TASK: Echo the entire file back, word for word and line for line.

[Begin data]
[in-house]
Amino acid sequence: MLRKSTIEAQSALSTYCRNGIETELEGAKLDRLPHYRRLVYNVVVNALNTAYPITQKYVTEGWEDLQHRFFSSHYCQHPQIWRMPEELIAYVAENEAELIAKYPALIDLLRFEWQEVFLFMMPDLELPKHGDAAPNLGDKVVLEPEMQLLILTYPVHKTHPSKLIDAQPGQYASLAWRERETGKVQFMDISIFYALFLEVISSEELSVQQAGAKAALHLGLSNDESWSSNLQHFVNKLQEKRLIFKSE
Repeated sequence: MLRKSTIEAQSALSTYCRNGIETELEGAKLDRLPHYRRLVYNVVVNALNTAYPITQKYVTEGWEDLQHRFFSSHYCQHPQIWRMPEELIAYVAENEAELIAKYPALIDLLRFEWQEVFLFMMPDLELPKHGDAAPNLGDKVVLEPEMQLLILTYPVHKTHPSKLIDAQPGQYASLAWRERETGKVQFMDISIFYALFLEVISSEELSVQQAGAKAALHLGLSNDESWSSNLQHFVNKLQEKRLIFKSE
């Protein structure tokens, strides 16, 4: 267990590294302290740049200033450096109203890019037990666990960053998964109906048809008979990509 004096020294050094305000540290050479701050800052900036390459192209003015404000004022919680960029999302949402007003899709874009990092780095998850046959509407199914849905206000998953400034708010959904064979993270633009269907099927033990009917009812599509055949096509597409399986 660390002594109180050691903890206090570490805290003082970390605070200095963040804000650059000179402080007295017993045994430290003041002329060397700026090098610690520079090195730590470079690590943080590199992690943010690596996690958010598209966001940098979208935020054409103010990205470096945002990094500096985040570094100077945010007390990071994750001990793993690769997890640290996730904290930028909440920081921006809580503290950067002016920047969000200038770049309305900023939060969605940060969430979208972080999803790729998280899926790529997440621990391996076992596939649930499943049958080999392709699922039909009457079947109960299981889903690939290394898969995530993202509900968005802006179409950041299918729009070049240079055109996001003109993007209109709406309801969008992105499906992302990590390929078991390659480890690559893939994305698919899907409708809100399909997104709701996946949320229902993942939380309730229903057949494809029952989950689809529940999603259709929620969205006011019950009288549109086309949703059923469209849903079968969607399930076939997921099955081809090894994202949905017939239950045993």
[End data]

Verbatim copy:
[in-house]
Amino acid sequence: MLRKSTIEAQSALSTYCRNGIETELEGAKLDRLPHYRRLVYNVVVNALNTAYPITQKYVTEGWEDLQHRFFSSHYCQHPQIWRMPEELIAYVAENEAELIAKYPALIDLLRFEWQEVFLFMMPDLELPKHGDAAPNLGDKVVLEPEMQLLILTYPVHKTHPSKLIDAQPGQYASLAWRERETGKVQFMDISIFYALFLEVISSEELSVQQAGAKAALHLGLSNDESWSSNLQHFVNKLQEKRLIFKSE
Repeated sequence: MLRKSTIEAQSALSTYCRNGIETELEGAKLDRLPHYRRLVYNVVVNALNTAYPITQKYVTEGWEDLQHRFFSSHYCQHPQIWRMPEELIAYVAENEAELIAKYPALIDLLRFEWQEVFLFMMPDLELPKHGDAAPNLGDKVVLEPEMQLLILTYPVHKTHPSKLIDAQPGQYASLAWRERETGKVQFMDISIFYALFLEVISSEELSVQQAGAKAALHLGLSNDESWSSNLQHFVNKLQEKRLIFKSE
């Protein structure tokens, strides 16, 4: 267990590294302290740049200033450096109203890019037990666990960053998964109906048809008979990509 004096020294050094305000540290050479701050800052900036390459192209003015404000004022919680960029999302949402007003899709874009990092780095998850046959509407199914849905206000998953400034708010959904064979993270633009269907099927033990009917009812599509055949096509597409399986 660390002594109180050691903890206090570490805290003082970390605070200095963040804000650059000179402080007295017993045994430290003041002329060397700026090098610690520079090195730590470079690590943080590199992690943010690596996690958010598209966001940098979208935020054409103010990205470096945002990094500096985040570094100077945010007390990071994750001990793993690769997890640290996730904290930028909440920081921006809580503290950067002016920047969000200038770049309305900023939060969605940060969430979208972080999803790729998280899926790529997440621990391996076992596939649930499943049958080999392709699922039909009457079947109960299981889903690939290394898969995530993202509900968005802006179409950041299918729009070049240079055109996001003109993007209109709406309801969008992105499906992302990590390929078991390659480890690559893939994305698919899907409708809100399909997104709701996946949320229902993942939380309730229903057949494809029952989950689809529940999603259709929620969205006011019950009288549109086309949703059923469209849903079968969607399930076939997921099955081809090894994202949905017939239950045993």